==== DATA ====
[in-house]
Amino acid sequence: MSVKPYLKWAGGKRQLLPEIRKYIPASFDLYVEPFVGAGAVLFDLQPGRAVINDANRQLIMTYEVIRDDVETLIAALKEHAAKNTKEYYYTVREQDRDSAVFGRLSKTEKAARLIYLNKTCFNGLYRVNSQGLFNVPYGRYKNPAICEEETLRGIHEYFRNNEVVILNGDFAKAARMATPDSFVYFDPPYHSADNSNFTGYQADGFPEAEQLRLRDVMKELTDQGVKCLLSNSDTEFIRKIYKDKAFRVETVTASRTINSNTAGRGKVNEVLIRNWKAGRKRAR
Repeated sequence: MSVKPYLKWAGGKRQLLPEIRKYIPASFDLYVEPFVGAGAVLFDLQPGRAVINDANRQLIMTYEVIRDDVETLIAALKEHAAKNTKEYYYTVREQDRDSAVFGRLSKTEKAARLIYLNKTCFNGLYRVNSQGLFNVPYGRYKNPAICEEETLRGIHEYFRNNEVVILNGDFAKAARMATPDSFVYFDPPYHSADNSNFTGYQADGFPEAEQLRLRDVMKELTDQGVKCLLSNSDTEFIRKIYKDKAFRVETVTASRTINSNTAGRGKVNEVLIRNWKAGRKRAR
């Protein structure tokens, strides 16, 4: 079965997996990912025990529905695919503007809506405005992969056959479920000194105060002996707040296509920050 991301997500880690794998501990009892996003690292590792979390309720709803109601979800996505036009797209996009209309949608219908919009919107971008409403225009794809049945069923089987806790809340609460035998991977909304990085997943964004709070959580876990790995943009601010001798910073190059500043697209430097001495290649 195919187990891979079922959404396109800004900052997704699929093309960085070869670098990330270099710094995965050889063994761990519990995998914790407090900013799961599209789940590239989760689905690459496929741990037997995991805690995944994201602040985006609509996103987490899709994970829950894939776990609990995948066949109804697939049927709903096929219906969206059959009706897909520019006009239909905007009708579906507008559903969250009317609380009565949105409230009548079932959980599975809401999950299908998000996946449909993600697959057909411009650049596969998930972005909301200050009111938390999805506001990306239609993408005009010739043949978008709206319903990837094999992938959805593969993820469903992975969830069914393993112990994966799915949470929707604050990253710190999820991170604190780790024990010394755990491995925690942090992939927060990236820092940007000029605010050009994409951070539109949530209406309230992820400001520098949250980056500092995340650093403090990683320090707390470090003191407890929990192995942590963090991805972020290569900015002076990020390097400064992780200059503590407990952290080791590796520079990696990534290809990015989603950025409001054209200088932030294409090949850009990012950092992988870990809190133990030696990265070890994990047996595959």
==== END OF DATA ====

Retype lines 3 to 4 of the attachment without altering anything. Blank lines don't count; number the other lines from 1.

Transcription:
Repeated sequence: MSVKPYLKWAGGKRQLLPEIRKYIPASFDLYVEPFVGAGAVLFDLQPGRAVINDANRQLIMTYEVIRDDVETLIAALKEHAAKNTKEYYYTVREQDRDSAVFGRLSKTEKAARLIYLNKTCFNGLYRVNSQGLFNVPYGRYKNPAICEEETLRGIHEYFRNNEVVILNGDFAKAARMATPDSFVYFDPPYHSADNSNFTGYQADGFPEAEQLRLRDVMKELTDQGVKCLLSNSDTEFIRKIYKDKAFRVETVTASRTINSNTAGRGKVNEVLIRNWKAGRKRAR
């Protein structure tokens, strides 16, 4: 079965997996990912025990529905695919503007809506405005992969056959479920000194105060002996707040296509920050 991301997500880690794998501990009892996003690292590792979390309720709803109601979800996505036009797209996009209309949608219908919009919107971008409403225009794809049945069923089987806790809340609460035998991977909304990085997943964004709070959580876990790995943009601010001798910073190059500043697209430097001495290649 195919187990891979079922959404396109800004900052997704699929093309960085070869670098990330270099710094995965050889063994761990519990995998914790407090900013799961599209789940590239989760689905690459496929741990037997995991805690995944994201602040985006609509996103987490899709994970829950894939776990609990995948066949109804697939049927709903096929219906969206059959009706897909520019006009239909905007009708579906507008559903969250009317609380009565949105409230009548079932959980599975809401999950299908998000996946449909993600697959057909411009650049596969998930972005909301200050009111938390999805506001990306239609993408005009010739043949978008709206319903990837094999992938959805593969993820469903992975969830069914393993112990994966799915949470929707604050990253710190999820991170604190780790024990010394755990491995925690942090992939927060990236820092940007000029605010050009994409951070539109949530209406309230992820400001520098949250980056500092995340650093403090990683320090707390470090003191407890929990192995942590963090991805972020290569900015002076990020390097400064992780200059503590407990952290080791590796520079990696990534290809990015989603950025409001054209200088932030294409090949850009990012950092992988870990809190133990030696990265070890994990047996595959």